We were able to get someone from to help facilitate. It was actually someone from Kam Air, which is an Afghan airline. They were able to facilitate some of the (Taliban) elders in the area to come to meet us at the hotel. They basically just said, you know, be ready at this time, have all your stuff packed. We had body armor and everything, which we had to dump, and just take, you know, as little as possible. We didn’t really know what was going on.

And then Jake and I went down, and we’re in the basement, and these two elderly Talibans came in and they just said, get in our car. They seemed friendly and we just got in the car. And they said, “Welcome to Afghanistan.” And of course, I being a journalist said, is it OK if I interview you? I don’t know where we’re going but we’re in a car driving around. They were very open to answering my questions about what they stood for, their interpretation of Sharia law and the country.

From that experience — and we established some connections with the…with another Taliban media leader that was in Kabul, who said that we were welcome to stay in the country. And so after a little bit of deliberation in Uzbekistan, Jake and I decided that we wanted to be back (in Afghanistan) and to document this incredible time in history.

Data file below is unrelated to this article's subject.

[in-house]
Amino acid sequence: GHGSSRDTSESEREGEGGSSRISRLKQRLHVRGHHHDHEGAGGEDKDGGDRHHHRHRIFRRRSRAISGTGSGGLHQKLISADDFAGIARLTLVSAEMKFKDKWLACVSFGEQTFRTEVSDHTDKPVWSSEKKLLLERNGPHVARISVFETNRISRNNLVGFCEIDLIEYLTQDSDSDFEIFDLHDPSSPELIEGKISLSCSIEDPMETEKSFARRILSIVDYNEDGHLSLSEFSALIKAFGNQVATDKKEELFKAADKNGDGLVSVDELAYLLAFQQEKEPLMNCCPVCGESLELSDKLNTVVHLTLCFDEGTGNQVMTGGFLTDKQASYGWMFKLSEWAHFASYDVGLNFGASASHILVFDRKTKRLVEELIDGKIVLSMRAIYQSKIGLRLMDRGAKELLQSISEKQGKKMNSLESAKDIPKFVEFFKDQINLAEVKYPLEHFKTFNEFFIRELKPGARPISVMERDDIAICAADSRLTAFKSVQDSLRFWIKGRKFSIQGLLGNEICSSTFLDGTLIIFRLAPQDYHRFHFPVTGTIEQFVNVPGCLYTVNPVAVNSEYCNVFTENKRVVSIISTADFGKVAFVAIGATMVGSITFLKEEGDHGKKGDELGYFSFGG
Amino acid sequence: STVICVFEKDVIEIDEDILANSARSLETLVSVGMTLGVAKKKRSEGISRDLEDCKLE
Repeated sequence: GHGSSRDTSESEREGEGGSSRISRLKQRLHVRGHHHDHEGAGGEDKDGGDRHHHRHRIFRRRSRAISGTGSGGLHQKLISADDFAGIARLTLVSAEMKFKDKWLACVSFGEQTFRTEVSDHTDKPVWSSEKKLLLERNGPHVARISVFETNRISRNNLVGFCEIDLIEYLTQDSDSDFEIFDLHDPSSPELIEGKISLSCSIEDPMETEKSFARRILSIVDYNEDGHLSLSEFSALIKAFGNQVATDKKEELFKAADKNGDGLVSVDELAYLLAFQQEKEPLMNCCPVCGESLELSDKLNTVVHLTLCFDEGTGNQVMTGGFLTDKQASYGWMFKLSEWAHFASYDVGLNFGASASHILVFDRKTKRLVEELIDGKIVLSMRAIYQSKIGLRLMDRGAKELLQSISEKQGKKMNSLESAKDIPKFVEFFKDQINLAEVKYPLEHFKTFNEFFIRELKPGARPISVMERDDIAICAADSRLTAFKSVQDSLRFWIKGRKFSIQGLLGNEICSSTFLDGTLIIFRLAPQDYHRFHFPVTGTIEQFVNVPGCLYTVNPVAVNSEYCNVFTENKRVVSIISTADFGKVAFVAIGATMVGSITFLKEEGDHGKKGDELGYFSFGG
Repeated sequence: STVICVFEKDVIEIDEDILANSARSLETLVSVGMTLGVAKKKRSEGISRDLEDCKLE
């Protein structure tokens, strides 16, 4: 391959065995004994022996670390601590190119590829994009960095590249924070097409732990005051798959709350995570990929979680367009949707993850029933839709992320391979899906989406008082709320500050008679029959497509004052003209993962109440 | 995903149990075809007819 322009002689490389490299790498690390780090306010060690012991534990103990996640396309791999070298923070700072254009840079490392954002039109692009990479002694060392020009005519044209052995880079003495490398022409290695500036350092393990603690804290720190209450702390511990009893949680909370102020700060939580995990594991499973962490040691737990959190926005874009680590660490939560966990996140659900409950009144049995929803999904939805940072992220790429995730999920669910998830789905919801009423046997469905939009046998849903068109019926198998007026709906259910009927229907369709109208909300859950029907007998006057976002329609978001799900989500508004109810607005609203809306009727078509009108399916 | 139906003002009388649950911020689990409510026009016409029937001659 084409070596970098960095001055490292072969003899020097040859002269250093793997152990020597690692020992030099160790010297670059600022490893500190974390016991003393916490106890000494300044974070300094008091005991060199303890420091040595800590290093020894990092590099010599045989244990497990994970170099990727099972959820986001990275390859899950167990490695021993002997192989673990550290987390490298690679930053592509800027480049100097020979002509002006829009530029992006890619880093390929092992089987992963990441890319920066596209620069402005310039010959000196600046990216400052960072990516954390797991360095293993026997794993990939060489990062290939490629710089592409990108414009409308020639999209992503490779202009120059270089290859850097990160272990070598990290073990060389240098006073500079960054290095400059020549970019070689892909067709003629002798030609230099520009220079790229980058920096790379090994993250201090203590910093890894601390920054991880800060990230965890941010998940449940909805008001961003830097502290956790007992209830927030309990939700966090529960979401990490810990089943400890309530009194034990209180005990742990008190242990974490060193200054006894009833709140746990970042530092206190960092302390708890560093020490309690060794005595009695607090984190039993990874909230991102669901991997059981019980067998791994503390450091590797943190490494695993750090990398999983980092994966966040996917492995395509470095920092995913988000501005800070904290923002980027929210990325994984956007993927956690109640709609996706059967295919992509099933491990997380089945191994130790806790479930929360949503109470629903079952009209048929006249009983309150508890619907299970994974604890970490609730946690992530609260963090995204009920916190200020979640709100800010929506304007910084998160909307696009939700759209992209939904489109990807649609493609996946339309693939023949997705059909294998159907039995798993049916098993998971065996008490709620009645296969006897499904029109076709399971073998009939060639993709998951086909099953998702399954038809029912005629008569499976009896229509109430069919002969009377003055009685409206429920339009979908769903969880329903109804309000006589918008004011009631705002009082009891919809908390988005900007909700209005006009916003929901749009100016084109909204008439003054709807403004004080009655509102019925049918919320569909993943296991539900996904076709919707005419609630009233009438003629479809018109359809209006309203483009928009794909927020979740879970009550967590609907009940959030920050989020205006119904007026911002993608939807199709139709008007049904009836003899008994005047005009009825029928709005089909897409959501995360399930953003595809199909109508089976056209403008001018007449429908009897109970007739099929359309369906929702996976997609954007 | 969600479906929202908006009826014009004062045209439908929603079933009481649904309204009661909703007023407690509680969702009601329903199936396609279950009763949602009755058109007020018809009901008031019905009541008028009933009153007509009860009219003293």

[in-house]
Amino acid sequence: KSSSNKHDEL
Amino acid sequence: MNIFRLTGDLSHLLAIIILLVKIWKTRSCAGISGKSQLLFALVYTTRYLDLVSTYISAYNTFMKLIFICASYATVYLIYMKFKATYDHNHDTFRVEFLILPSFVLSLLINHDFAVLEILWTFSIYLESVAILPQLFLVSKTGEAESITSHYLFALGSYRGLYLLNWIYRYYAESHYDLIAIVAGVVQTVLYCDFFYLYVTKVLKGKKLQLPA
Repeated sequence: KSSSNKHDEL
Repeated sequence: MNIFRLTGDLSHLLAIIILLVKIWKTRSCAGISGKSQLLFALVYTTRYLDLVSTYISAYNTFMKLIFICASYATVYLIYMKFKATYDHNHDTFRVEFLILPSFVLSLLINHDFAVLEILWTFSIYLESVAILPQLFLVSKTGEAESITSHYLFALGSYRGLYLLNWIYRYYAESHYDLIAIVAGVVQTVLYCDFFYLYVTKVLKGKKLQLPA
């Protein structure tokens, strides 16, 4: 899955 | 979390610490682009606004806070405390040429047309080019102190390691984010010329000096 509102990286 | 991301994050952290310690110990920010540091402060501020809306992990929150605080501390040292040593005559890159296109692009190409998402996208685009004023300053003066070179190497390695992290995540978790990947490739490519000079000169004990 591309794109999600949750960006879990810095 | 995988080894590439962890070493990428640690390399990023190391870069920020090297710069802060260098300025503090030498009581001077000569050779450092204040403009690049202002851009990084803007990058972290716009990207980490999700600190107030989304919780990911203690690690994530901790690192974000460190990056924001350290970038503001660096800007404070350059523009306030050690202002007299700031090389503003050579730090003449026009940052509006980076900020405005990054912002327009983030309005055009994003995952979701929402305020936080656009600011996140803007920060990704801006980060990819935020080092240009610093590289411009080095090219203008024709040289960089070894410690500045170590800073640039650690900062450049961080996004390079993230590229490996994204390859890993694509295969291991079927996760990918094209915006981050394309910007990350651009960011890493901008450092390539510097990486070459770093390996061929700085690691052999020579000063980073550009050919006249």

Among the things that I remember from that exit was that when Marshal Dostum left the country, there were pictures of his forces going over this bridge at the Uzbekistan border. And when you left, the last picture you took on your way out was standing on the same bridge, and I thought that was poetic really, particularly given the fact that in the very early days of US involvement in Afghanistan, it was the town of Mazar E Sharif, where the first battles of U.S. forces assisting Dostum and in the area took place. It’s a closure to 20 years of American involvement to be at that place at that bridge.

But you went back. You went back to document the changes that were going on in Afghanistan and you found, I think, when you were there for that first return, the Taliban trying desperately to appear, as much as they could, ready for re-engagement with the outside world. It didn’t quite work out.

Yeah, that really — that initial, I wouldn’t even say it was a month. I’d give it maybe two to three weeks. It was kind of like being in the Wild West. I remember you’d go and get a permission letter from the Taliban. Once they’ve authorized that you were a journalist and, I’m blanking on his name but there was a guy who was running the media, and he was literally just this beaming friendly guy. I believe he worked for the former government, and suddenly he’s the Taliban media guy who was just welcoming everybody and was sort of this very much this antithesis of what you expect a Taliban to be. I don’t believe he’s in that position anymore, but he was very friendly.

We had this letter, and as long as you flash this letter at a checkpoint, you’re free to basically go wherever you want. The Taliban at that point didn’t really know what they were doing as a government. I don’t know that they expected the former government to flee so quickly, so they were sort of still getting all their ducks in a row.